MULTIMEDIA ART MUSEUM, MOSCOW
MUSEUM "MOSCOW HOUSE OF PHOTOGRAPHY"
Ru

Polaroids

Patrick Nagatani.
Cinema II, detail from the image: Alamogordo
blues.
1986, Polaroid Spectra.
© Patrick Nagatani Bruce Charlesworth.
Untitled.
1979, Polaroid SX-70.
Hand-colored.
© Bruce Charlesworth Lucien Clergue.
Le Cerf Volant, Bretagne.
1984, Polaroid SX-70 Time Zero.
© Lucien Clergue Joan Fontcuberta.
Untitled.
1981 Polaroid Type 665.
Gelatin silver print 10.4 x 10.4''.
© Joan Fontcuberta / VBK Wien, 2011 Luigi Ghirri.
AMSTERDAM.
1980, Polaroid Polacolor.
20 x 24''.
© Eredi di Luigi Ghirri Robert Mapplethorpe.
Untitled (Diane).
ca. 1974, Polaroid Type 55.
4 x 5".
© Robert Mapplethorpe Foundation Helmut Newton.
Untitled.
1976, Polaroid SX-70.
© Helmut Newton Estate Vicki Lee Ragan.
The Princess and the Frogs.
1983, Polaroid Polacolor.
20 x 24".
© Vicki Lee Ragan Oliviero Toscani.
Andy Warhol with camera.
1974, Polaroid Type 105.
3¼ x 4¼".
© Oliviero Toscani Ulay.
Untitled.
1969, Polaroid Type 665.
3¼ x 4¼".
© Frank Uwe Laysiepen /VBK, Wien 2011 Andy Warhol.
ANDY SNEEZING.
1978 Polaroid SX-70.
© The Andy Warhol Foundation for the Visual Arts
Inc. / VBK, Wien 2011

Patrick Nagatani. Cinema II, detail from the image: Alamogordo blues. 1986, Polaroid Spectra. © Patrick Nagatani

Bruce Charlesworth. Untitled. 1979, Polaroid SX-70. Hand-colored. © Bruce Charlesworth

Lucien Clergue. Le Cerf Volant, Bretagne. 1984, Polaroid SX-70 Time Zero. © Lucien Clergue

Joan Fontcuberta. Untitled. 1981 Polaroid Type 665. Gelatin silver print 10.4 x 10.4''. © Joan Fontcuberta / VBK Wien, 2011

Luigi Ghirri. AMSTERDAM. 1980, Polaroid Polacolor. 20 x 24''. © Eredi di Luigi Ghirri

Robert Mapplethorpe. Untitled (Diane). ca. 1974, Polaroid Type 55. 4 x 5". © Robert Mapplethorpe Foundation

Helmut Newton. Untitled. 1976, Polaroid SX-70. © Helmut Newton Estate

Vicki Lee Ragan. The Princess and the Frogs. 1983, Polaroid Polacolor. 20 x 24". © Vicki Lee Ragan

Oliviero Toscani. Andy Warhol with camera. 1974, Polaroid Type 105. 3¼ x 4¼". © Oliviero Toscani

Ulay. Untitled. 1969, Polaroid Type 665. 3¼ x 4¼". © Frank Uwe Laysiepen /VBK, Wien 2011

Andy Warhol. ANDY SNEEZING. 1978 Polaroid SX-70. © The Andy Warhol Foundation for the Visual Arts Inc. / VBK, Wien 2011

Moscow, 25.04.2014—25.05.2014

exhibition is over

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Curators: Rebekka Reuter, Ekaterina Inozemtseva

Curators: Rebekka Reuter, Ekaterina Inozemtseva

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For the first time in Russia MAMM presents a large-scale exhibition of photographs created using the technology of the so-called ‘one-step process’, the instant photograph or Polaroid (not the first time the name of a production company has been applied to an entire process, the method of photography and the product).

Most of this collection of Polaroids from the early 1960s to 1990s found a new home in Europe in 2011, in Vienna’s Westlicht Museum. This event is hard to overestimate, not only because of the quantity (about 4400 Polaroids are preserved in Vienna), but above all the quality, since the collection contains Polaroid photographs by Andy Warhol, Robert Rauschenberg, Ansel Adams, Robert Mapplethorpe, Paul Huf, Helmut Newton and others. All these famous names feature in the Moscow exhibition.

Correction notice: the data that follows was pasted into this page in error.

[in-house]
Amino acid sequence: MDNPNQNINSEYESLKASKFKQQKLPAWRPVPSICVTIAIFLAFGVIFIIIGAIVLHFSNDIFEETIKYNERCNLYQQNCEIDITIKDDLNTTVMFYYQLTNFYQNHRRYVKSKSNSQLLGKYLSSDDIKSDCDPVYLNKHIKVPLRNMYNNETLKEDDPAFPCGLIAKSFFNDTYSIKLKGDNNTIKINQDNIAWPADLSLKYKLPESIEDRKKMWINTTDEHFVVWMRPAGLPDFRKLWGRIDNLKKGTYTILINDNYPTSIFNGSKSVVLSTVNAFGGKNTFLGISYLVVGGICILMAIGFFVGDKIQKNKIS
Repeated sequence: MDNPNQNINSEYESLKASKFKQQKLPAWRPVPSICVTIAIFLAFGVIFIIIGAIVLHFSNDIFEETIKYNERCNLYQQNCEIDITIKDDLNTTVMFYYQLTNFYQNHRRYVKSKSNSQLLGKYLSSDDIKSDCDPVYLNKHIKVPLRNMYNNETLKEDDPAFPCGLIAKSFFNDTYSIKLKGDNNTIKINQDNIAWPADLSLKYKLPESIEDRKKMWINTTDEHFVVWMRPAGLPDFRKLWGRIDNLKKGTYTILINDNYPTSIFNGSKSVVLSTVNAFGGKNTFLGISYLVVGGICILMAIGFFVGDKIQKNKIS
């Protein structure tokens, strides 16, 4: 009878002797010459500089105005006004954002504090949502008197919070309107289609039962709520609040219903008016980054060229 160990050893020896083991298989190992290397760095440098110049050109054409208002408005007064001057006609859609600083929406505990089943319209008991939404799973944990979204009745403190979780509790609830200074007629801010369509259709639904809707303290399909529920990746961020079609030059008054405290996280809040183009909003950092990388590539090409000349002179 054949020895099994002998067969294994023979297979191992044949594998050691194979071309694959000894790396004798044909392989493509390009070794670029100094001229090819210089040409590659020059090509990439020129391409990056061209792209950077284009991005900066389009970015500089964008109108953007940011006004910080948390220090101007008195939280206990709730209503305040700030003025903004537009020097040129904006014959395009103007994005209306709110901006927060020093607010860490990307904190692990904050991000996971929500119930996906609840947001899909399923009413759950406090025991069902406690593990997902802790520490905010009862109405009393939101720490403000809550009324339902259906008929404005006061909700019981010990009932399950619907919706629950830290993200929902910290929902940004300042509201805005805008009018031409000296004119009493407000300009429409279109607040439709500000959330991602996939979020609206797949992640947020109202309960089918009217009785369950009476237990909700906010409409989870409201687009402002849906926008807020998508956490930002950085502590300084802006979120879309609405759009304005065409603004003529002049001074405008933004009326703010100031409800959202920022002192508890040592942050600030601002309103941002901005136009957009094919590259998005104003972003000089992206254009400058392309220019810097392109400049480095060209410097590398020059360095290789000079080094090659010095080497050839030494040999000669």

The ‘Polaroids’ project portrays a medium that almost vanished and then reappeared, not only as a resource that became indispensable in artists’ studios and the workplaces of photo editors, doctors and scientists, but also as a form of photography in its own right, offering new features and extended opportunities. Quite large prints could be produced using Polaroid cameras (visitors can see, for example, Polaroids measuring 20×24 in./50.8×60.96 cm.), and the instant development corresponded to the principal of this art form, making it possible to capture a fleeting moment, a minimal unit of time. The option to shoot a sequence and create something akin to animation attracted, for instance, Andy Warhol, who was always keen for novelty (the series ‘Andy Sneezing’), while in Mapplethorpe’s work, on the contrary, the subjects of his Polaroids stay static, ‘long-lasting’ and physically solid — for them microdynamics remains an alien concept. In general there is no hiding the fact that when you look at Polaroids by great photographers it is not immediately apparent, if at all, where the difference lies between their customary photographic process and shots taken with a Polaroid camera: Stephen Shore continues to focus on American landscape scenes and interiors, Huf is still fascinated by geometric volume and William Wegman photographs his Weimaraners, come what may. Although some specificity can be found here: the enhanced co-ordination of the composition yet at the same time a certain laxity and unreliability, a move towards serial thinking and the production of a whole sequence of photographic images, the fraught search for a subject — it seems the artists and photographers were striving to adjust to a new technology. The lifespan of this technology turned out to be very brief, therefore it is even more important to regard these Polaroid experiments by great photographers as unique objects, artefacts produced by an (almost) extinct technology.

From the collection of the Westlicht Photo Museum, Vienna

Westlicht Photo Museum


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